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Re: flashing screen symptoms (an example)

From: Neil Zanella
Subject: Re: flashing screen symptoms (an example)
Date: Sat, 4 Nov 2000 01:22:07 -0330 (NST)


Finally I figured out what was causing those flashes. I had a call to
wclear() on a subwindow instead of a call of werase(). The wclear()
was causing the entire screen to be repainted. So that was a very
silly mistake which I should have spotted!!!

Other than that I don't believe that the following statement is true
(and I think I've said this already). I think that one can very well
have stdscr partitioned into {w_i} and each w_i into {w_ij} and each
w_ij into {w_ijk} etc... In this case when an operation is perormed
on the parent then touchwin() must be called on the child if the child
is to be refreshed. Conversely if operations (e.g. adding text or
changing attributes) are performed on the child then one must call
touchwin() on the parent before refreshing the parent. On the other
hand if the window W to be refreshed is the same as the window on which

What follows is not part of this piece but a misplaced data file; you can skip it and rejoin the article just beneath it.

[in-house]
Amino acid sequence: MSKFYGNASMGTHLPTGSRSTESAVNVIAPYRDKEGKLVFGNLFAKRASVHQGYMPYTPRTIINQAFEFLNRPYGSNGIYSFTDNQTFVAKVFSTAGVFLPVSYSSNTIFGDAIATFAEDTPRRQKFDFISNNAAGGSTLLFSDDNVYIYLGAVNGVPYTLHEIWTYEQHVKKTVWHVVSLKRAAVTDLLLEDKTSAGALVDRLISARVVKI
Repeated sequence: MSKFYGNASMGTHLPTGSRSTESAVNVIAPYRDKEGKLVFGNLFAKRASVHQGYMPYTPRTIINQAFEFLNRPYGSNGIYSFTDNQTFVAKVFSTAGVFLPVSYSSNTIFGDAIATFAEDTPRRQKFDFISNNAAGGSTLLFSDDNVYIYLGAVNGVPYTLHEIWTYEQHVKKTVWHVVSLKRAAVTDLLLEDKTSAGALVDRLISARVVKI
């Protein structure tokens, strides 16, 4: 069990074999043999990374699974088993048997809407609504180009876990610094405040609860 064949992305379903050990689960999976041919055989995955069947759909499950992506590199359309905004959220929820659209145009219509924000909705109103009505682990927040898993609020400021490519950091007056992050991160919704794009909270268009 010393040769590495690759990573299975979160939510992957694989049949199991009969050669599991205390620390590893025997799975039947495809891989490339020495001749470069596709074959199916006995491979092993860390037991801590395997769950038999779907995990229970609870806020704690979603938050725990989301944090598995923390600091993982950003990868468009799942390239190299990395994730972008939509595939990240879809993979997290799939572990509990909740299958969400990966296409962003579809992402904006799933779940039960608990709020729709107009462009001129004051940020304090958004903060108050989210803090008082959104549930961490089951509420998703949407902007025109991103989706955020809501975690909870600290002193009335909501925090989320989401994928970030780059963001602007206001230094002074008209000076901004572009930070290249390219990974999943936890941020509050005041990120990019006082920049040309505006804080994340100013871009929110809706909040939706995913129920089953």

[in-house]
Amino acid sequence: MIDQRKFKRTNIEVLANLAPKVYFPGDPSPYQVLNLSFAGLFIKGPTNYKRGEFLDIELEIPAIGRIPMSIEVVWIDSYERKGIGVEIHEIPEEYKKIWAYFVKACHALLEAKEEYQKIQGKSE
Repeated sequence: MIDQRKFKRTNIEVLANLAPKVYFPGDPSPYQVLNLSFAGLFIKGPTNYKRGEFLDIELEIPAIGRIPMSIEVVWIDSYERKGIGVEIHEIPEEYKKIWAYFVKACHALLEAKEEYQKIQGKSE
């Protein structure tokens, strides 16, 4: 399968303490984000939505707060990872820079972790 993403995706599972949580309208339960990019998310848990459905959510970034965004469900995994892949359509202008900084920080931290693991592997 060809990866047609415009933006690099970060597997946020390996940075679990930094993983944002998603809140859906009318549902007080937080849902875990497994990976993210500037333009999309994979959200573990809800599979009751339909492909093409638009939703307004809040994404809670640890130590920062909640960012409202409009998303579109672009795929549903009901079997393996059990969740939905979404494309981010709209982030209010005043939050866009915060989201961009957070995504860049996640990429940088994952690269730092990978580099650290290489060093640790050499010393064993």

all operations are being performed since the last wrefresh() then
it is OK NOT to call touchwin() on any window before refreshing W.
This explanation is rather lengthy but I think it answers many of the
subwindow issues. And if someone thinks the above is wrong then please
speak up and show me with a counterexample why it is wrong. Otherwise
we need to update the man pages a little bit.

I think I will also be submitting a subwindow test program to confirm
the above.



On Fri, 3 Nov 2000, Brian Raiter wrote:

> > But whenever a subwindow is created it overlaps with stdscr so what
> > exactly is the meaning of a nonoverlapping window?
> >From the ncurses man page:
>        Note that curses  does  not  handle  overlapping  windows,
>        that's  done by the panel(3X) library. This means that you
>        can either use stdscr or divide the screen into tiled win-
>        dows  and  not  using  stdscr  at all. Mixing the two will
>        result in unpredictable, and undesired, effects.
> In other words, you *can* have two windows that overlap (such as
> stdscr and a subwindow), as long as you only draw on, and refresh, one
> of them.
> For my part, I've generally found it simpler to just use stdscr and
> calculate the coordinates of subregions in the code, or to go all the
> way and use panels. Using tiled subwindows usually makes for more
> complicated code in the end.
> b

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